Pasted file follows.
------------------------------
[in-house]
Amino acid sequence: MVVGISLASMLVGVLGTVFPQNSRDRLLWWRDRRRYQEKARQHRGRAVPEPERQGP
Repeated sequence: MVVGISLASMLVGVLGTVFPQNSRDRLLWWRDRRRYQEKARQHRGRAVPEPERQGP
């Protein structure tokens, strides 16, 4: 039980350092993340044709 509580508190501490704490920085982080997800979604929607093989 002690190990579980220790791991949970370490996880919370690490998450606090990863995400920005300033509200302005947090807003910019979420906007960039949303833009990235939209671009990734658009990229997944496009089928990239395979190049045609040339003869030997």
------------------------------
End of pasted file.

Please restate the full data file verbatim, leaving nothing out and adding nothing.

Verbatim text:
[in-house]
Amino acid sequence: MVVGISLASMLVGVLGTVFPQNSRDRLLWWRDRRRYQEKARQHRGRAVPEPERQGP
Repeated sequence: MVVGISLASMLVGVLGTVFPQNSRDRLLWWRDRRRYQEKARQHRGRAVPEPERQGP
């Protein structure tokens, strides 16, 4: 039980350092993340044709 509580508190501490704490920085982080997800979604929607093989 002690190990579980220790791991949970370490996880919370690490998450606090990863995400920005300033509200302005947090807003910019979420906007960039949303833009990235939209671009990734658009990229997944496009089928990239395979190049045609040339003869030997």